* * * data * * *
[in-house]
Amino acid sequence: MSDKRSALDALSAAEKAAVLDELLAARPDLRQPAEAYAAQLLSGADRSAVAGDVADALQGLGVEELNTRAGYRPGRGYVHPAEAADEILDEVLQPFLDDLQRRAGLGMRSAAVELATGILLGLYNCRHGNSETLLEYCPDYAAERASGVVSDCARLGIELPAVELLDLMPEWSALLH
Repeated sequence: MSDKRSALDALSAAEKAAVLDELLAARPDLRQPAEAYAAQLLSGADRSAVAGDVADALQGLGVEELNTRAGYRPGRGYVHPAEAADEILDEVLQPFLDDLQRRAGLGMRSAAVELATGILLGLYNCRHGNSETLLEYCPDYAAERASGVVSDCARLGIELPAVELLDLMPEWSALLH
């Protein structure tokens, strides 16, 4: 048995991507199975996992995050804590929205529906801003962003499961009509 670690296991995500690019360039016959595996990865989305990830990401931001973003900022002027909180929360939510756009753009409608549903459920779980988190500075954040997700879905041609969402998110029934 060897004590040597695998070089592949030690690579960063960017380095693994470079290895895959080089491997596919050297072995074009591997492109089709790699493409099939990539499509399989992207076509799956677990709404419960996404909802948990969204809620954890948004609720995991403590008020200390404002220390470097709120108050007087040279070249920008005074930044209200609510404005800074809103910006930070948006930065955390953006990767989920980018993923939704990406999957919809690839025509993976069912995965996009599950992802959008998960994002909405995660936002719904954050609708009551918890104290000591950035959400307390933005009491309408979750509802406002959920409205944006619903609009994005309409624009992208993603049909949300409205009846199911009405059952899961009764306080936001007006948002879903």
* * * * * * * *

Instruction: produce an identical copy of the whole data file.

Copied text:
[in-house]
Amino acid sequence: MSDKRSALDALSAAEKAAVLDELLAARPDLRQPAEAYAAQLLSGADRSAVAGDVADALQGLGVEELNTRAGYRPGRGYVHPAEAADEILDEVLQPFLDDLQRRAGLGMRSAAVELATGILLGLYNCRHGNSETLLEYCPDYAAERASGVVSDCARLGIELPAVELLDLMPEWSALLH
Repeated sequence: MSDKRSALDALSAAEKAAVLDELLAARPDLRQPAEAYAAQLLSGADRSAVAGDVADALQGLGVEELNTRAGYRPGRGYVHPAEAADEILDEVLQPFLDDLQRRAGLGMRSAAVELATGILLGLYNCRHGNSETLLEYCPDYAAERASGVVSDCARLGIELPAVELLDLMPEWSALLH
């Protein structure tokens, strides 16, 4: 048995991507199975996992995050804590929205529906801003962003499961009509 670690296991995500690019360039016959595996990865989305990830990401931001973003900022002027909180929360939510756009753009409608549903459920779980988190500075954040997700879905041609969402998110029934 060897004590040597695998070089592949030690690579960063960017380095693994470079290895895959080089491997596919050297072995074009591997492109089709790699493409099939990539499509399989992207076509799956677990709404419960996404909802948990969204809620954890948004609720995991403590008020200390404002220390470097709120108050007087040279070249920008005074930044209200609510404005800074809103910006930070948006930065955390953006990767989920980018993923939704990406999957919809690839025509993976069912995965996009599950992802959008998960994002909405995660936002719904954050609708009551918890104290000591950035959400307390933005009491309408979750509802406002959920409205944006619903609009994005309409624009992208993603049909949300409205009846199911009405059952899961009764306080936001007006948002879903």